Equal Pay for Work of Equal Value

Here in South Africa we celebrate Women’s Day in August, in commemoration of the Women’s march on the Union Buildings in 1956 to protest against the pass laws. But did you know that International Women’s Day is observed on the 8th of March? The US, UK and Australia further celebrate the contributions made by women in history by declaring the entire month of March ‘Women’s History Month’. While it may not be officially recognised here, Women’s History Month is an opportunity to pause and reflect on the role of women in our society and in the workplace.

Wathint’ Abafazi, wathint’ imbokodo!

South African society, in all its cultural representations, was historically patriarchal. Women were often disempowered and even oppressed. But as the 1956 march in Pretoria demonstrated, and as the steps of the Union Buildings commemorate, women have always been able to inspire the nation with their courage and determination. Women such as Charlotte Maxeke, Helen Joseph, Lilian Ngoyi, Raheema Moosa, Ruth First…to name but a very few…helped to change the course of history. Despite the efforts of these influential activists, women have suffered considerable discrimination in the workplace. Inequities persist to this day, with females holding a disproportionate percentage of low-paid and part-time jobs.

Former President Thabo Mbeki stated, “No government in South Africa could ever claim to represent the will of the people if it failed to address the central task of emancipation of women in all its elements, and that includes the government we are privileged to lead.” Today 42.6% of positions in Cabinet are held by women. Compare that to 1953, when Helen Suzman was elected Member of Parliament and was the sole female in the government of the day.

Look after your assets

Whether in government or in your organisation, women represent an asset, one that needs to be nurtured, developed and compensated fairly. Unfortunately, there are still earnings discrepancies between women and men doing the same or similar jobs. Our Constitution prohibits discrimination of any sort, and the Employment Equity Act ‘protects workers and job seekers from unfair discrimination, and also provides a framework for implementing affirmative action in the workplace’ (source), but until recently equal pay for work of equal value was not explicitly decreed in legislation. Possibly one of the most noteworthy inclusions in the Employment Equity Amendment Act 2014 was the introduction of the right to ‘equal pay for work of equal value’, which was added as a sub-clause to Section 6. The amendments, which came into effect on 1st August 2014, render it against the law to discriminate unfairly between employees doing the same work or work of equal value in terms of their remuneration and working conditions.

What this means in practice

Despite legislation, wage discrepancies still exist because the work women do is often undervalued and underpaid in relation to that of men. In some jobs that are traditionally and predominantly done by women, such as childcare, it may be difficult to find a male comparator who performs the same or similar work or work of equal value. But the concept ‘equal pay for work of equal value’ means that, even if a woman is employed in a traditionally female working environment, if her work has the same value as that of a man working in a male environment, then she and the man must be paid similar wages, regardless of differing job descriptions. A good example could be seen in the mining industry.  Because it is traditionally masculine, women entering the industry that have the same experience, qualification and doing the same job as their male counterparts are not paid equally.  This is exactly what the act is addressing and attempting to correct.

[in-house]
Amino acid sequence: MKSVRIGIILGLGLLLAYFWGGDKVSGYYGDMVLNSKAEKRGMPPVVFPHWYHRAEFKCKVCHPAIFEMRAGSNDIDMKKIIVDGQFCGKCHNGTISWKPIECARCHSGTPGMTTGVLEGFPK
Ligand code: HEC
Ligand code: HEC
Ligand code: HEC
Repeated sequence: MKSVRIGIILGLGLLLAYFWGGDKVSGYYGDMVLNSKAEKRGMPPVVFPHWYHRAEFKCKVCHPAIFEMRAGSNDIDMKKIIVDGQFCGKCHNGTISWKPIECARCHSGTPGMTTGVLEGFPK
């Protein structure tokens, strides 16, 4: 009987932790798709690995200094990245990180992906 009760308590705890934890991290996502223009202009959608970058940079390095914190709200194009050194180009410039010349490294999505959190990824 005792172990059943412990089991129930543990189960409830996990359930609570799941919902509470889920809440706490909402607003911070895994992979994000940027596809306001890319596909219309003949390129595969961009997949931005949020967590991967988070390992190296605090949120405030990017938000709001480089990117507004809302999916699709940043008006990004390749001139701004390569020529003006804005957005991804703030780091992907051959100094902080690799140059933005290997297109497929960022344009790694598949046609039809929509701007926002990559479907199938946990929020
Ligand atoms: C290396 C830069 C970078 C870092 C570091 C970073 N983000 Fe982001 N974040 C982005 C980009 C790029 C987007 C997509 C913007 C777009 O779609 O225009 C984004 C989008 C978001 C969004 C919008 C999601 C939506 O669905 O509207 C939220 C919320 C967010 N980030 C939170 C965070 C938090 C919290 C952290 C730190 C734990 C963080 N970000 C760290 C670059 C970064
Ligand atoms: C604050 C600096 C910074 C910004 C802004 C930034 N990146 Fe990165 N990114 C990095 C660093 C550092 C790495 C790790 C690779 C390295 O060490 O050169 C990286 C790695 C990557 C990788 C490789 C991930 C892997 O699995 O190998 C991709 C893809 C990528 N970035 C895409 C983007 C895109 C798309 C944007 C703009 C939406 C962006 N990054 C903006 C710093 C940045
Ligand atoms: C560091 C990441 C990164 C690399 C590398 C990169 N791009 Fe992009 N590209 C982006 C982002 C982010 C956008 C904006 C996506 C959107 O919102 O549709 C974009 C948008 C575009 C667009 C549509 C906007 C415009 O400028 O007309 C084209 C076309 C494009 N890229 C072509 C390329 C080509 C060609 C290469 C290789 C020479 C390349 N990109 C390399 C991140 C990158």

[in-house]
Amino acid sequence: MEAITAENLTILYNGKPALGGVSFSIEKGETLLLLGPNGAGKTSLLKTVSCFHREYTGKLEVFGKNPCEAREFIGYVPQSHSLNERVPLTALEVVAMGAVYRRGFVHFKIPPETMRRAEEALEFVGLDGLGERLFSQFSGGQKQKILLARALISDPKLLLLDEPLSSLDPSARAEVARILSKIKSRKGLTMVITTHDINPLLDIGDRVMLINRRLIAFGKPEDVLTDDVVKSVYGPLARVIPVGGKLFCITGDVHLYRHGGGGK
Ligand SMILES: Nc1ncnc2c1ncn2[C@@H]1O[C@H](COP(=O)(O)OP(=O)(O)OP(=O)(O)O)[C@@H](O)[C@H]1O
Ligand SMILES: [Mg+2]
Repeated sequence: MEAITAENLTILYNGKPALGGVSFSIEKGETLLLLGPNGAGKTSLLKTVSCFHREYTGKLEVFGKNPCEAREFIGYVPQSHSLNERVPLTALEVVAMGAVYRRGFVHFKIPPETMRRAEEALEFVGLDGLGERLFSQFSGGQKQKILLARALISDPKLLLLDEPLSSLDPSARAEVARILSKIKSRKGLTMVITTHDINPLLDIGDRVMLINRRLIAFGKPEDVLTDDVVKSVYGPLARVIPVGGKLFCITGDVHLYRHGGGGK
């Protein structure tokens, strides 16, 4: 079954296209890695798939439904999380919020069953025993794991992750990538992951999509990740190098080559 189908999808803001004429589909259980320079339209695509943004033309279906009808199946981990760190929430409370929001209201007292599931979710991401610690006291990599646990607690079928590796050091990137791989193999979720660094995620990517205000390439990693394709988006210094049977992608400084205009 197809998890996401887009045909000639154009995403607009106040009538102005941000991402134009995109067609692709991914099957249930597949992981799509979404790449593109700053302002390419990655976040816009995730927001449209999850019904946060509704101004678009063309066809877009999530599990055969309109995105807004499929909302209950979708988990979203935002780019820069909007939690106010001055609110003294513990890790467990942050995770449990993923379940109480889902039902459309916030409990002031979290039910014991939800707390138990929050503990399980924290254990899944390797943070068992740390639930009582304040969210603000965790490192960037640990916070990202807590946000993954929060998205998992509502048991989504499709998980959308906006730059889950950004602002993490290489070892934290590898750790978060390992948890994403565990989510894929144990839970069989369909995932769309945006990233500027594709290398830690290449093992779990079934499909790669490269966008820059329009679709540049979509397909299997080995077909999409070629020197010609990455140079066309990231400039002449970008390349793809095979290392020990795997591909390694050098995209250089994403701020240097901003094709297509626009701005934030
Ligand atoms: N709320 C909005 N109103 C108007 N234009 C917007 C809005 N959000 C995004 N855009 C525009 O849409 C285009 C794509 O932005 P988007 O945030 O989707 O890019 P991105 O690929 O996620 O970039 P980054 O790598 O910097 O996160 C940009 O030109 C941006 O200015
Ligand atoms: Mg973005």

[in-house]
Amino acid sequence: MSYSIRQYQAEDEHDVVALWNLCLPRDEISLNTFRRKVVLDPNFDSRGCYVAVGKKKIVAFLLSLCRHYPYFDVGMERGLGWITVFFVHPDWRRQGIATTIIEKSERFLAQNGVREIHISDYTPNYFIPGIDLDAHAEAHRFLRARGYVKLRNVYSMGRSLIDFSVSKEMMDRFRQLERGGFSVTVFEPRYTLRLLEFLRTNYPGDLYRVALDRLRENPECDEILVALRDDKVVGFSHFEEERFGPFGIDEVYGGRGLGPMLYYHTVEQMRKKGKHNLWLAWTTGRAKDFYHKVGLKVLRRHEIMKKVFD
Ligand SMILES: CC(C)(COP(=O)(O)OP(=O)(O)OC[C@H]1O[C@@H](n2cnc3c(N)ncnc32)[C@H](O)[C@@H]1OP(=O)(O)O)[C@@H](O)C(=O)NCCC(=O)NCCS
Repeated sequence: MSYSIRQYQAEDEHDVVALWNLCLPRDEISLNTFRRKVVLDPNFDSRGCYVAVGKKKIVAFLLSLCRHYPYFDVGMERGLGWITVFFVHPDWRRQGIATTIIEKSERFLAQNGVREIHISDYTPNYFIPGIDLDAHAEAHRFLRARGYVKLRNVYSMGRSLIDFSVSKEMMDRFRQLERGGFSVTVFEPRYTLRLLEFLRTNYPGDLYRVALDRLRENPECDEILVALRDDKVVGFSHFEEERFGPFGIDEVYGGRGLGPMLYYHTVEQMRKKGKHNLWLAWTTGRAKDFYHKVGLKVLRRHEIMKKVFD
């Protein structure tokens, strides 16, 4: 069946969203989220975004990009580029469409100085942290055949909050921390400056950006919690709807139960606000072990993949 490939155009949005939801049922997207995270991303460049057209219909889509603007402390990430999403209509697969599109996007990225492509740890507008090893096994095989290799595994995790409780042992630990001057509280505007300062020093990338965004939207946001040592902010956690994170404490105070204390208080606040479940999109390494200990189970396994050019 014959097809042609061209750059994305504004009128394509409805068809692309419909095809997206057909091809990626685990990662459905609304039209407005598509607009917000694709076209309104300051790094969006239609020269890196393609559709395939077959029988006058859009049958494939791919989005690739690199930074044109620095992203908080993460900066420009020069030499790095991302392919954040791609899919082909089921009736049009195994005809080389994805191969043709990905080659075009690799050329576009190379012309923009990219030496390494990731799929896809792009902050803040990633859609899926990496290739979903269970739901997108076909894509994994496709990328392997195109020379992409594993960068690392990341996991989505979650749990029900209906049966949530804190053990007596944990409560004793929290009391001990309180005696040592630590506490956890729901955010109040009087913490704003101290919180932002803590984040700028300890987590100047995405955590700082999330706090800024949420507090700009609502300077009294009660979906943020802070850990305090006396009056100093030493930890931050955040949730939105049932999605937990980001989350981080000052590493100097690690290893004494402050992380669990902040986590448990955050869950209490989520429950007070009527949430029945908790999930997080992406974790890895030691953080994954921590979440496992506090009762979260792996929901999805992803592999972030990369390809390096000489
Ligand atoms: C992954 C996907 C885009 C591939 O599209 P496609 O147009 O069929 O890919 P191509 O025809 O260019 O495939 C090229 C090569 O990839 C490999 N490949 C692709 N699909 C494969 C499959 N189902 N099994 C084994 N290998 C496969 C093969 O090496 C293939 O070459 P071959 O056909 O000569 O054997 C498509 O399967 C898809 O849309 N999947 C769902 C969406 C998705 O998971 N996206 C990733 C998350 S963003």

Celebrate differences

Empowering women in the workplace make economic sense. Janet Riccio, Executive Vice President of the Omnicom Group, says, “Women’s leadership is more than important in today’s world; it’s imperative. Whether it’s the public or private sector, organisations that are led by inclusive leadership teams make better decisions that deliver better results. The qualities that are required to lead in the 21st century include the ability to connect, collaborate, empathise, and communicate – all qualities that tend to be “female” in nature. Women in leadership roles position organisations in a way that makes them fit for the future.”

Women tend to have higher levels of emotional intelligence and empathy than most men and often promote delivery of soft benefits that may be overlooked in a purely commercial approach to business but which are essential to sustainability and human development, especially in Africa. Liz Hart, the Managing Director of Women in Energy commented, “It is important for women to play a bigger role in the workplace in Africa, where women play a disproportionately active role as breadwinners and caretakers of the future generations on the continent. If more women were represented in the continent’s energy sectors, which are responsible for providing electricity access to improve the quality and standard of living, then many more people would have access to quality education and healthcare.”

How does your organisation measure up?

How well do you comply with Section 6 of the Employment Equity Amendment Act? Let us help you conduct an assessment. Human Capital Solutions has a dashboard that can monitor compliance with the Act and inform management decisions and solutions in terms of equal pay for work of equal value.

For more information please contact:

Janine van der Merwe

083 232 8488

janine.vandermerwe@eoh.com

Leave a Comment

Your email address will not be published. Required fields are marked *